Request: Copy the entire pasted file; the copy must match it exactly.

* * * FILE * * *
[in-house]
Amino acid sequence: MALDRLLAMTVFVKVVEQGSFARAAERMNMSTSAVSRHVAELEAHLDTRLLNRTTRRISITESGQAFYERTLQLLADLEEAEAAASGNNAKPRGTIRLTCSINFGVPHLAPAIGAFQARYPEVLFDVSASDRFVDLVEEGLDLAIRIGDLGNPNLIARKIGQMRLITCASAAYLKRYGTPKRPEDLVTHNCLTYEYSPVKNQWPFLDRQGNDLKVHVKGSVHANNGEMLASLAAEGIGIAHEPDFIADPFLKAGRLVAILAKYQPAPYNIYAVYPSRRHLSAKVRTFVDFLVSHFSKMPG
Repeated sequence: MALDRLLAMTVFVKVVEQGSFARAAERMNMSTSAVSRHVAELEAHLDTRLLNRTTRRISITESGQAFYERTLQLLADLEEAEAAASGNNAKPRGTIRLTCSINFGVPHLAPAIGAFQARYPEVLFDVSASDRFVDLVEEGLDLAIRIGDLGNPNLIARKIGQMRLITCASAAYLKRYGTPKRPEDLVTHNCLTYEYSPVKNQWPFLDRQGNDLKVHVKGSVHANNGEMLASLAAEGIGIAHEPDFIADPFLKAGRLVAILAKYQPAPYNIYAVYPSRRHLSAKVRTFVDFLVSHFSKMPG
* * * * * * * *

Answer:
[in-house]
Amino acid sequence: MALDRLLAMTVFVKVVEQGSFARAAERMNMSTSAVSRHVAELEAHLDTRLLNRTTRRISITESGQAFYERTLQLLADLEEAEAAASGNNAKPRGTIRLTCSINFGVPHLAPAIGAFQARYPEVLFDVSASDRFVDLVEEGLDLAIRIGDLGNPNLIARKIGQMRLITCASAAYLKRYGTPKRPEDLVTHNCLTYEYSPVKNQWPFLDRQGNDLKVHVKGSVHANNGEMLASLAAEGIGIAHEPDFIADPFLKAGRLVAILAKYQPAPYNIYAVYPSRRHLSAKVRTFVDFLVSHFSKMPG
Repeated sequence: MALDRLLAMTVFVKVVEQGSFARAAERMNMSTSAVSRHVAELEAHLDTRLLNRTTRRISITESGQAFYERTLQLLADLEEAEAAASGNNAKPRGTIRLTCSINFGVPHLAPAIGAFQARYPEVLFDVSASDRFVDLVEEGLDLAIRIGDLGNPNLIARKIGQMRLITCASAAYLKRYGTPKRPEDLVTHNCLTYEYSPVKNQWPFLDRQGNDLKVHVKGSVHANNGEMLASLAAEGIGIAHEPDFIADPFLKAGRLVAILAKYQPAPYNIYAVYPSRRHLSAKVRTFVDFLVSHFSKMPG